by Bill McBride on 10/19/2016 12:11:00 PM
Wednesday, October 19, 2016
Note: This index is a leading indicator primarily for new Commercial Real Estate (CRE) investment.
From the AIA: Further Contraction in Architecture Billings Index
For the first time since the summer of 2012, the Architecture Billings Index (ABI) posted consecutive months of a decline in demand for design services. As a leading economic indicator of construction activity, the ABI reflects the approximate nine to twelve month lead time between architecture billings and construction spending. The American Institute of Architects (AIA) reported the September ABI score was 48.4, down from the mark of 49.7 in the previous month. This score reflects a decrease in design services (any score above 50 indicates an increase in billings). The new projects inquiry index was 59.4, down from a reading of 61.8 the previous month.Click on graph for larger image.
“This recent backslide should act as a warning signal,” said AIA Chief Economist, Kermit Baker, Hon. AIA, PhD. “But this drop-off in demand could be continued hesitancy in the marketplace to move forward on projects until the presidential election is decided. The fact that new work coming into architecture continues to slowly increase suggests that billings will resume their growth in the coming months”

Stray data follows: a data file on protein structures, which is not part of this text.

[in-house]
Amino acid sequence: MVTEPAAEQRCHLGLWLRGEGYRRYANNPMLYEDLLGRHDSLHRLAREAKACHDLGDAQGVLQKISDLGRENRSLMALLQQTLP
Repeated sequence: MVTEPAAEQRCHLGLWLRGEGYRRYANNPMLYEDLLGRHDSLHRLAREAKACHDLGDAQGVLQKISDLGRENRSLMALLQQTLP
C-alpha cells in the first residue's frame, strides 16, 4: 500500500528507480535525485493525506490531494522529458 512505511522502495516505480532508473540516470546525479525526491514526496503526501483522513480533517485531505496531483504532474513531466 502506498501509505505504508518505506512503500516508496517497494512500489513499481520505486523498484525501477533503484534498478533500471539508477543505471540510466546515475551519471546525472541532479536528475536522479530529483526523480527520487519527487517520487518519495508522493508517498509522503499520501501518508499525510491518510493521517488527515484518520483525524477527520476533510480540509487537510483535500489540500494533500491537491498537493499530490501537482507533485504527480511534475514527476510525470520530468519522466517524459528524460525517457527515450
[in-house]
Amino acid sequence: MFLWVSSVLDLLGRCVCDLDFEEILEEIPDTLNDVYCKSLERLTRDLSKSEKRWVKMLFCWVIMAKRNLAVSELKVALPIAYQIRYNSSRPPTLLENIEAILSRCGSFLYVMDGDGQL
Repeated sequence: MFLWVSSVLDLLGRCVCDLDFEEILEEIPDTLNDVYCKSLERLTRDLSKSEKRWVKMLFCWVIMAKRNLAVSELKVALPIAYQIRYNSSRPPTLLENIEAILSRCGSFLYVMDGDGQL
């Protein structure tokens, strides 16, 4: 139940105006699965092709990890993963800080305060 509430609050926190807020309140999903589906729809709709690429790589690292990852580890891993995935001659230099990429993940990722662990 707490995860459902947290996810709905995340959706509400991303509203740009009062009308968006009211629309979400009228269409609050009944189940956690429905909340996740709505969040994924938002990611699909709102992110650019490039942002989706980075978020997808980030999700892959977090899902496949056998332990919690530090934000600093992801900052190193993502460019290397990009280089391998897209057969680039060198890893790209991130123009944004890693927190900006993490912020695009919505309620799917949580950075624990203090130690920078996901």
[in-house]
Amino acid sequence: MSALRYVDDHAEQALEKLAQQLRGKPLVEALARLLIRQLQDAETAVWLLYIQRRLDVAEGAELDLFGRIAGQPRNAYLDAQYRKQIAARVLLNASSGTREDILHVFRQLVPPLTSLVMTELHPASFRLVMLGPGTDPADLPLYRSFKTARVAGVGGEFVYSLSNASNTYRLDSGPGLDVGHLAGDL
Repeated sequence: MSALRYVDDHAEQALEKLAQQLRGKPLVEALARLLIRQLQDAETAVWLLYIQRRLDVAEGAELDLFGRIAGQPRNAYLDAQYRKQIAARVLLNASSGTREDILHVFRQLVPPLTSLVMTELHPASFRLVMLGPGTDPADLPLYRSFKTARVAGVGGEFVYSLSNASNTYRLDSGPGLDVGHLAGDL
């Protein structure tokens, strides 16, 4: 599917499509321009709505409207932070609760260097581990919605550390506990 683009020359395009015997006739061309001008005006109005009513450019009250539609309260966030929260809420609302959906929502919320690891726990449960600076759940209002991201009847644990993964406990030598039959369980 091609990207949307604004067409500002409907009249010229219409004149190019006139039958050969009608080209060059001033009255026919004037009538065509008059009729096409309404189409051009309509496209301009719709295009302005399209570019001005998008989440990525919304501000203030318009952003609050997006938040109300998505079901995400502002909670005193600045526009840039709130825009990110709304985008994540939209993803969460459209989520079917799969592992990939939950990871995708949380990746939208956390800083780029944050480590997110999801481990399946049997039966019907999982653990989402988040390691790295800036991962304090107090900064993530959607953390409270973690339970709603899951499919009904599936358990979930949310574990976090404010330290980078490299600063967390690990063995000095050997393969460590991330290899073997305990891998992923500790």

• Regional averages: South (53.4), Midwest (50.1), West (49.5), Northeast (44.0)
• Sector index breakdown:commercial/industrial (50.4), mixed practice (49.8), institutional (49.0), multi-family residential (48.8)
This graph shows the Architecture Billings Index since 1996. The index was at 48.4 in September, down from 49.7 in August. Anything below 50 indicates contraction in demand for architects' services.
Note: This includes commercial and industrial facilities like hotels and office buildings, multi-family residential, as well as schools, hospitals and other institutions.
According to the AIA, there is an "approximate nine to twelve month lag time between architecture billings and construction spending" on non-residential construction. This index was positive in 8 of the last 12 months, suggesting a further increase in CRE investment through mid-2017. However if this drop-off continues, CRE investment could slow in the 2nd half of 2017.
Posted by Bill McBride on 10/19/2016 12:11:00 PM